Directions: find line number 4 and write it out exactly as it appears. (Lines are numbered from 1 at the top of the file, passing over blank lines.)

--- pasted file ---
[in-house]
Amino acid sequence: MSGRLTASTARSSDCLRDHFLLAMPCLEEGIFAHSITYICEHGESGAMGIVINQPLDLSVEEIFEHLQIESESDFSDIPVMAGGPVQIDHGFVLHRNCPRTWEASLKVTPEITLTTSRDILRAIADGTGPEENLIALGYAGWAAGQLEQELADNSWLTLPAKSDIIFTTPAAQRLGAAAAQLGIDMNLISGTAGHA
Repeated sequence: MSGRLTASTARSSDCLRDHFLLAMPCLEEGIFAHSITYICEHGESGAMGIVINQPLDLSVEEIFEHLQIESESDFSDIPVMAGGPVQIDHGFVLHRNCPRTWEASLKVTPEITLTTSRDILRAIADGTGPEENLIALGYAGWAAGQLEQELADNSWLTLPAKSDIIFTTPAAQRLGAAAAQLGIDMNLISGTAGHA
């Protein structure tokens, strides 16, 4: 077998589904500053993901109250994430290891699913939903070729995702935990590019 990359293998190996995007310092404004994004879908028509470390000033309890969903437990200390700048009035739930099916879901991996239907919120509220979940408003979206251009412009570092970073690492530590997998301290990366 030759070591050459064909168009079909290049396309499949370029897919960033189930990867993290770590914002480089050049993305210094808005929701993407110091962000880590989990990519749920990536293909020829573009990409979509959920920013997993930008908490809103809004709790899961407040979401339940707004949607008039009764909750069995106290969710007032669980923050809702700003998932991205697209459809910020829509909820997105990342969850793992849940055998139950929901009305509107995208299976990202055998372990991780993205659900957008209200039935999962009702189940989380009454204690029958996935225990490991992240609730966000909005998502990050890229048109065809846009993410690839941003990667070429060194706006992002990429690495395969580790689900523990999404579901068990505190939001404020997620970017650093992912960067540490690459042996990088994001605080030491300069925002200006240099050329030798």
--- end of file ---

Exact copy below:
């Protein structure tokens, strides 16, 4: 077998589904500053993901109250994430290891699913939903070729995702935990590019 990359293998190996995007310092404004994004879908028509470390000033309890969903437990200390700048009035739930099916879901991996239907919120509220979940408003979206251009412009570092970073690492530590997998301290990366 030759070591050459064909168009079909290049396309499949370029897919960033189930990867993290770590914002480089050049993305210094808005929701993407110091962000880590989990990519749920990536293909020829573009990409979509959920920013997993930008908490809103809004709790899961407040979401339940707004949607008039009764909750069995106290969710007032669980923050809702700003998932991205697209459809910020829509909820997105990342969850793992849940055998139950929901009305509107995208299976990202055998372990991780993205659900957008209200039935999962009702189940989380009454204690029958996935225990490991992240609730966000909005998502990050890229048109065809846009993410690839941003990667070429060194706006992002990429690495395969580790689900523990999404579901068990505190939001404020997620970017650093992912960067540490690459042996990088994001605080030491300069925002200006240099050329030798």